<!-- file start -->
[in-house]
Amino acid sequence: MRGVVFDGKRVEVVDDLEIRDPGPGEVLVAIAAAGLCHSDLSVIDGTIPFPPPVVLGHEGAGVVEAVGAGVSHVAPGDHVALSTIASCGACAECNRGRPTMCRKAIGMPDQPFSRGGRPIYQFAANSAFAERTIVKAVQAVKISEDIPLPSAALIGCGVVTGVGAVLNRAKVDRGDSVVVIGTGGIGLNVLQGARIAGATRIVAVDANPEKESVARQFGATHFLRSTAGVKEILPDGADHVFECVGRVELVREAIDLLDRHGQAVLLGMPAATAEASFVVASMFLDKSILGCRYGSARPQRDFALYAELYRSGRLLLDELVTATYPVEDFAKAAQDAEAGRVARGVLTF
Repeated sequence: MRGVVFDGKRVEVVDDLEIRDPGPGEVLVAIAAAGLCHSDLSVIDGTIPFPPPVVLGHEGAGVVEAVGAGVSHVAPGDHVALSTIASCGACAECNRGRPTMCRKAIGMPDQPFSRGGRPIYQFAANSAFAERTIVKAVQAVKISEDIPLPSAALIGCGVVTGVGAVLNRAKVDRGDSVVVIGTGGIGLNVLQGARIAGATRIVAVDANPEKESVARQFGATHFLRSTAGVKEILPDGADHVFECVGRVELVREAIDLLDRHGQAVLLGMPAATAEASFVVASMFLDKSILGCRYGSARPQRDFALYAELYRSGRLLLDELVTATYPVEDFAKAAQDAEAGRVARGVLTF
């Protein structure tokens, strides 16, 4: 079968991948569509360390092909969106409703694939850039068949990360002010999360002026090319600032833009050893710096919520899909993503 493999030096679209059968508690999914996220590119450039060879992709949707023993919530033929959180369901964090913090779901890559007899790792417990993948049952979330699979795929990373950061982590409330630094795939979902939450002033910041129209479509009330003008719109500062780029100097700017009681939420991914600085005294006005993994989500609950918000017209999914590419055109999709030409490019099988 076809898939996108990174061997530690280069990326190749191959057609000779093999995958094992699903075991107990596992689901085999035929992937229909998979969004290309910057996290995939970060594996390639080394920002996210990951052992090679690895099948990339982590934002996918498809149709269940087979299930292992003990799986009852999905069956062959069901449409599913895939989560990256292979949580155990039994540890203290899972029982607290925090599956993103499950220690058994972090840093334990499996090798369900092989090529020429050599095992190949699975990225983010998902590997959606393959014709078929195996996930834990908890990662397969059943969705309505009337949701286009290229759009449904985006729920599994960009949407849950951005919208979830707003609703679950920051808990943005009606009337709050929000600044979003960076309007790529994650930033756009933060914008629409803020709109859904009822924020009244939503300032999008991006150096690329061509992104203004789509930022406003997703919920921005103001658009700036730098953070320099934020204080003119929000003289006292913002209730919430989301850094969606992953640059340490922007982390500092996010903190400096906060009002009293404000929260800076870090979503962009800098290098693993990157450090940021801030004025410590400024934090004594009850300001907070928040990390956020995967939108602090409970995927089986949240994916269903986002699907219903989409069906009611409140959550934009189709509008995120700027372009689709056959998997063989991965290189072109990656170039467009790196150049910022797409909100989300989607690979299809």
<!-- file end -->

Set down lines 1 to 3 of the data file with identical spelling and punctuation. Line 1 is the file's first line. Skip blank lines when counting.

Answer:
[in-house]
Amino acid sequence: MRGVVFDGKRVEVVDDLEIRDPGPGEVLVAIAAAGLCHSDLSVIDGTIPFPPPVVLGHEGAGVVEAVGAGVSHVAPGDHVALSTIASCGACAECNRGRPTMCRKAIGMPDQPFSRGGRPIYQFAANSAFAERTIVKAVQAVKISEDIPLPSAALIGCGVVTGVGAVLNRAKVDRGDSVVVIGTGGIGLNVLQGARIAGATRIVAVDANPEKESVARQFGATHFLRSTAGVKEILPDGADHVFECVGRVELVREAIDLLDRHGQAVLLGMPAATAEASFVVASMFLDKSILGCRYGSARPQRDFALYAELYRSGRLLLDELVTATYPVEDFAKAAQDAEAGRVARGVLTF
Repeated sequence: MRGVVFDGKRVEVVDDLEIRDPGPGEVLVAIAAAGLCHSDLSVIDGTIPFPPPVVLGHEGAGVVEAVGAGVSHVAPGDHVALSTIASCGACAECNRGRPTMCRKAIGMPDQPFSRGGRPIYQFAANSAFAERTIVKAVQAVKISEDIPLPSAALIGCGVVTGVGAVLNRAKVDRGDSVVVIGTGGIGLNVLQGARIAGATRIVAVDANPEKESVARQFGATHFLRSTAGVKEILPDGADHVFECVGRVELVREAIDLLDRHGQAVLLGMPAATAEASFVVASMFLDKSILGCRYGSARPQRDFALYAELYRSGRLLLDELVTATYPVEDFAKAAQDAEAGRVARGVLTF